Corn snakes can be active when held and must be supervised constantly when out of their vivariums.

It is highly recommended that you do not handle your snake for at least two to three days after it has eaten, to allow it time to digest its food. Handling too soon after a feed will result in regurgitation, which can be serious.
The advice provided here is basic and not adequate reading on its own.

Research should cover multiple sources, including books. Highly recommended for starting out is "Corn Snakes: The Comprehensive Owners Guide" by Kathy & Bill Love. Always inquire in to the legality of corn snake ownership in your local jurisdiction. Certain jurisdictions outlaw the trade and/or ownership of native non-venomous species.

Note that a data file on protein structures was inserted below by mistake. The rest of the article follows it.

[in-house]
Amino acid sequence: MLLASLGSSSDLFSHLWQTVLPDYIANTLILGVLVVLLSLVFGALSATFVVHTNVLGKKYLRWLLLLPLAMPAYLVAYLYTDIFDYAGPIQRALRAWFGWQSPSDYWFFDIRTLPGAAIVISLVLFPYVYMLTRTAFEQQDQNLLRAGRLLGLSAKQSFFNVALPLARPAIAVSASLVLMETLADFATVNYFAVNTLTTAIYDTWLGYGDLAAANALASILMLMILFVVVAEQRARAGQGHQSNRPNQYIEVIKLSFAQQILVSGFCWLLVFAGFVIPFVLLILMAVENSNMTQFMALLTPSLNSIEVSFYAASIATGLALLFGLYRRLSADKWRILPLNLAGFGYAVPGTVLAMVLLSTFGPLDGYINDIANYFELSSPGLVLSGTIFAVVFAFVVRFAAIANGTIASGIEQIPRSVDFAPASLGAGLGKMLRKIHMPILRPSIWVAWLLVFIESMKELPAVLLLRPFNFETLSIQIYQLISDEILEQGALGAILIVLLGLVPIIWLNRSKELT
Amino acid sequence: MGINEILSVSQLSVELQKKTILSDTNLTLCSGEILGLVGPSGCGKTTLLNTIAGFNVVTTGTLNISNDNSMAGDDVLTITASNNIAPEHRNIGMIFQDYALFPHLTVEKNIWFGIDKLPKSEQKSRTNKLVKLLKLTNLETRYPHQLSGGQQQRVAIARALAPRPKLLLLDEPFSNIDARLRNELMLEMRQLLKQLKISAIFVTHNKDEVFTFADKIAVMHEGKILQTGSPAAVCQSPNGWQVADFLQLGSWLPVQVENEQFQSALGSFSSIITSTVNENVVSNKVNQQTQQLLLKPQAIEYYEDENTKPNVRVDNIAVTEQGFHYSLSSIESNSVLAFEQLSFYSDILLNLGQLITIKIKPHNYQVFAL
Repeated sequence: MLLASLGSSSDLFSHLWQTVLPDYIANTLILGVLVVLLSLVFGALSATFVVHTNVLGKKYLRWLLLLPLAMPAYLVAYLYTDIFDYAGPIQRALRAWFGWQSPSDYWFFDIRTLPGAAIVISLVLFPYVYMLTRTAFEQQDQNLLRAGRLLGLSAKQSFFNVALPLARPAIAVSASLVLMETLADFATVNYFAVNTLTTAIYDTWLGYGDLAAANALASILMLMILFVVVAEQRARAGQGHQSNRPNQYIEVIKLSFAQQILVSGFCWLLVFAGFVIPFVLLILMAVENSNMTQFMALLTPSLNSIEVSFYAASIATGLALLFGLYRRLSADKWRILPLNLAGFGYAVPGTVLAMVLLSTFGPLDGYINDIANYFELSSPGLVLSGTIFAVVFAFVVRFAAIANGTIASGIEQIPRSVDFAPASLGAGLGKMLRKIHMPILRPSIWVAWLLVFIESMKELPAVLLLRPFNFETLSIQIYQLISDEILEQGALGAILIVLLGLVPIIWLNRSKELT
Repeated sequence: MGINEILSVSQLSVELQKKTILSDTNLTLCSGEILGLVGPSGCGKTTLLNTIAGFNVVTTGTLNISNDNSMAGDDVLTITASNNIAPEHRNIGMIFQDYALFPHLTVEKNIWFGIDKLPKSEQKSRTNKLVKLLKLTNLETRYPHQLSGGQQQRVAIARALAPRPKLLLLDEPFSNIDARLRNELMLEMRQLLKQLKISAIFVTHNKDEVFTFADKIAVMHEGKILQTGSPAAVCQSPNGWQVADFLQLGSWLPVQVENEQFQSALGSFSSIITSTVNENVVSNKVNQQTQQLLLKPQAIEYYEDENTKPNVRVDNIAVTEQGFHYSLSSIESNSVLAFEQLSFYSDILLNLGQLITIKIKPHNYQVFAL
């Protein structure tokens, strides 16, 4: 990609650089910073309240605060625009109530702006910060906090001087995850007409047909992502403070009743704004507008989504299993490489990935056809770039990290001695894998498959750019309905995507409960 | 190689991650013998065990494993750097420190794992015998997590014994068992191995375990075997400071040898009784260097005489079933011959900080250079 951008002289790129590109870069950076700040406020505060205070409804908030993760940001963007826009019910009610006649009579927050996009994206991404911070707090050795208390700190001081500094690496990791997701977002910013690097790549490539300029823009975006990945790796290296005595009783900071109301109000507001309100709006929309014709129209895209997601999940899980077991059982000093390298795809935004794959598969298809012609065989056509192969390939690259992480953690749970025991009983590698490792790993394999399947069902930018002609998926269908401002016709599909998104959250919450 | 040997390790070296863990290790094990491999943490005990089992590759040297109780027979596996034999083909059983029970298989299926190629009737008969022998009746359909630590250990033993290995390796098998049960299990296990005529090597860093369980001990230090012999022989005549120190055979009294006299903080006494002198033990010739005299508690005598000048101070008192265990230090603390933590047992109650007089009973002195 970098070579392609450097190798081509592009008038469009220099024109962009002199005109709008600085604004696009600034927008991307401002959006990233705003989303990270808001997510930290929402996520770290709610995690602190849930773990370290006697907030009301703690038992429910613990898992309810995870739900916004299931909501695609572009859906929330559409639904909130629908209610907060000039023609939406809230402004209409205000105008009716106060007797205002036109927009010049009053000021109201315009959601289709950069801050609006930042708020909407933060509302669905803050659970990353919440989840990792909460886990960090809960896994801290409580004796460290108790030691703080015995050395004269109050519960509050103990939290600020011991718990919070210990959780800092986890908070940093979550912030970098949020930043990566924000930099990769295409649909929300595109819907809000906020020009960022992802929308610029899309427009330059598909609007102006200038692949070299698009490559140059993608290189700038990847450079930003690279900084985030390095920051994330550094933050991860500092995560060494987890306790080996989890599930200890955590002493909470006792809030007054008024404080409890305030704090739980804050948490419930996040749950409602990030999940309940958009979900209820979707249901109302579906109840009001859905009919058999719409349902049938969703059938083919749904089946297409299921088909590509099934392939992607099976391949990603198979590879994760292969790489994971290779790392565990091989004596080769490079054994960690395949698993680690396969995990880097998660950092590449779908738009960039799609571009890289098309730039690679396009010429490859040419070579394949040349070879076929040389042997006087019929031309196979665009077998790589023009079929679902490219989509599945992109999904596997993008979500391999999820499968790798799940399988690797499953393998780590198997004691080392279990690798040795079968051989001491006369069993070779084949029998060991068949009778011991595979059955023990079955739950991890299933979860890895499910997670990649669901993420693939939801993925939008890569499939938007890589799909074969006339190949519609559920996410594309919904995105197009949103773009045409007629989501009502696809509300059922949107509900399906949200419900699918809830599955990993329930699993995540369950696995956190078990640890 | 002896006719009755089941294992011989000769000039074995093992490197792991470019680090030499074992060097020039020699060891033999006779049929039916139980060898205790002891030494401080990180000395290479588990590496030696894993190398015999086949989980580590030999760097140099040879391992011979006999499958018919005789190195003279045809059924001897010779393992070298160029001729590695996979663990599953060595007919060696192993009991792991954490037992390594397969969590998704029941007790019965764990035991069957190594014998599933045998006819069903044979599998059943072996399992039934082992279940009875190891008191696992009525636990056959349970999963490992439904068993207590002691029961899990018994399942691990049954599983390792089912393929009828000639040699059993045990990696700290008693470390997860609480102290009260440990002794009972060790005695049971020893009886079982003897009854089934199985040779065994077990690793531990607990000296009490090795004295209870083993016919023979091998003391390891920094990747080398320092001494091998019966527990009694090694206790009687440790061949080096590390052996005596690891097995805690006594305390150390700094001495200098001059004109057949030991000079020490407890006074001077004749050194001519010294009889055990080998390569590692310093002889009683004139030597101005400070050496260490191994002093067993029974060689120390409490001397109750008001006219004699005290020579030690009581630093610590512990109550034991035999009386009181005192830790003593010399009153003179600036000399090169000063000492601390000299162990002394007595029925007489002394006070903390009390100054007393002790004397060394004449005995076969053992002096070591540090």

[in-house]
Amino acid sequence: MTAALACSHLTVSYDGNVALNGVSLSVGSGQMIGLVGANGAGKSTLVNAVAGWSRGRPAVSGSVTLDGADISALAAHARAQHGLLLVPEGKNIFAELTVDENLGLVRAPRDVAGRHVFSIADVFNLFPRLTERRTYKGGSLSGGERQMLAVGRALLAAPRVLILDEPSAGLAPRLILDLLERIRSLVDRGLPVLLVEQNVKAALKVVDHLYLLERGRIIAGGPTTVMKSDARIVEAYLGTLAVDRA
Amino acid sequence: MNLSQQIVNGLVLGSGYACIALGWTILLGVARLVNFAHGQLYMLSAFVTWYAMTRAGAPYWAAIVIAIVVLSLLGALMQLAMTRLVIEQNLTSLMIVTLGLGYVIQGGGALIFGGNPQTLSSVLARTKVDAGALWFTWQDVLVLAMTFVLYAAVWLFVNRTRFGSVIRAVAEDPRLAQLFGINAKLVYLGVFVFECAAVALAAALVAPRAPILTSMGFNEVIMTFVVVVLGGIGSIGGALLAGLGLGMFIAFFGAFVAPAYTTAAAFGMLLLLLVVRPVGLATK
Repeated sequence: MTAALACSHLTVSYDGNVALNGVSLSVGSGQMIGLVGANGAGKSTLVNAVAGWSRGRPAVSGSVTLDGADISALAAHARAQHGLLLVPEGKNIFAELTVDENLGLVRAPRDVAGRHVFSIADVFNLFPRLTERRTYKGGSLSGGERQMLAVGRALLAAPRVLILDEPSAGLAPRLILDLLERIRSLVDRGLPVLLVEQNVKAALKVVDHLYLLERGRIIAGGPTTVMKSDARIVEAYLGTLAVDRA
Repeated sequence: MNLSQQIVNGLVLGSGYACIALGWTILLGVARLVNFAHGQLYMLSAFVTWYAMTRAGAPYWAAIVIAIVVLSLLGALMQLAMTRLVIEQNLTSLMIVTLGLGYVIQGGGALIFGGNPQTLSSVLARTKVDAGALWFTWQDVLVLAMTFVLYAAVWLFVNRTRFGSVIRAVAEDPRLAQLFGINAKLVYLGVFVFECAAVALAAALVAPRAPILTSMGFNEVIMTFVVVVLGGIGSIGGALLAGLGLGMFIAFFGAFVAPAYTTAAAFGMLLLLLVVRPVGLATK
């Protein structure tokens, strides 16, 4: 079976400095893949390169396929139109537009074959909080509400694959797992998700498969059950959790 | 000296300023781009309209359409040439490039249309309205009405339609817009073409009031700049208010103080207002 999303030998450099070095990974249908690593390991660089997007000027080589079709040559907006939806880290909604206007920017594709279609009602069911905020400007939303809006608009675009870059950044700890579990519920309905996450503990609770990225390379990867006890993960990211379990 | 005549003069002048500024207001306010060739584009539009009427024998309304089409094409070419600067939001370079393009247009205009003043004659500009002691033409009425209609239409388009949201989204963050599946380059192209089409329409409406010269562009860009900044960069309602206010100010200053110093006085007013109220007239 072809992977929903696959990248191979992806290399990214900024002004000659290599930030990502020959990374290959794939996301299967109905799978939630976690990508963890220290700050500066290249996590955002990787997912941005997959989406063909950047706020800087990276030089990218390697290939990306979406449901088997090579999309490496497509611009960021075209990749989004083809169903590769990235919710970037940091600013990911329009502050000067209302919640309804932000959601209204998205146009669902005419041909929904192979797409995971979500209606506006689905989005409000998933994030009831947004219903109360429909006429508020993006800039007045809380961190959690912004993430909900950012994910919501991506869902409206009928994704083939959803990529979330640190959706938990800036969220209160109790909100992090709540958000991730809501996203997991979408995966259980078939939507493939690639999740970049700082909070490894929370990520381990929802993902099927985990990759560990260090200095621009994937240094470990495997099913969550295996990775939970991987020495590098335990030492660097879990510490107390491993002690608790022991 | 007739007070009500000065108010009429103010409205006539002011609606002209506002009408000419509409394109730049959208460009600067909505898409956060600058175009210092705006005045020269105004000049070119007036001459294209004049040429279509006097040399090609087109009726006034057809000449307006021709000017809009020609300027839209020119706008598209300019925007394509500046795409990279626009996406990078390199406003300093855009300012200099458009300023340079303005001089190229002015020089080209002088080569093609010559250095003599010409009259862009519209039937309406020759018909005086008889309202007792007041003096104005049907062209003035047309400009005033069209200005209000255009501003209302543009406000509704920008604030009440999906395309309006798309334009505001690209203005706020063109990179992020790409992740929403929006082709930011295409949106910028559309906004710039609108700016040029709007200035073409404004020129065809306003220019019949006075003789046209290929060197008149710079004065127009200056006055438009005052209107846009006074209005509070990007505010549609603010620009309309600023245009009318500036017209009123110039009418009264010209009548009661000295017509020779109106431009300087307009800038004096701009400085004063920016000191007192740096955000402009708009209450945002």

Sorry this is so long Next to my kitties, Corn Snakes are my other love.
post #11 of 21
A friend of mine has a baby ball python and it's a great pet. Very docile and calm, can be held and carried around. Unfortunately he will only eat live mice though. Personally I don't think I could feed mice to a snake because I've had pet mice before so I stick to the very small snakes that eat crickets and fish... I've had a green/ribbon snake before and am planning to get a garter snake in the future.
post #12 of 21
I used to play with garter snakes as a kid behind my house. I'm surprised I never got into those. The Albino ones are really pretty however.

But indeed those are very good beginner snakes as well.
post #13 of 21
Speaking of snakes, I'm getting a Columbian Redtailed Boa this weekend! I'm soooo excited! lol But believe me Vixen, you don't want one of these for your first.
post #14 of 21
Originally Posted by EmeraldSongbird View Post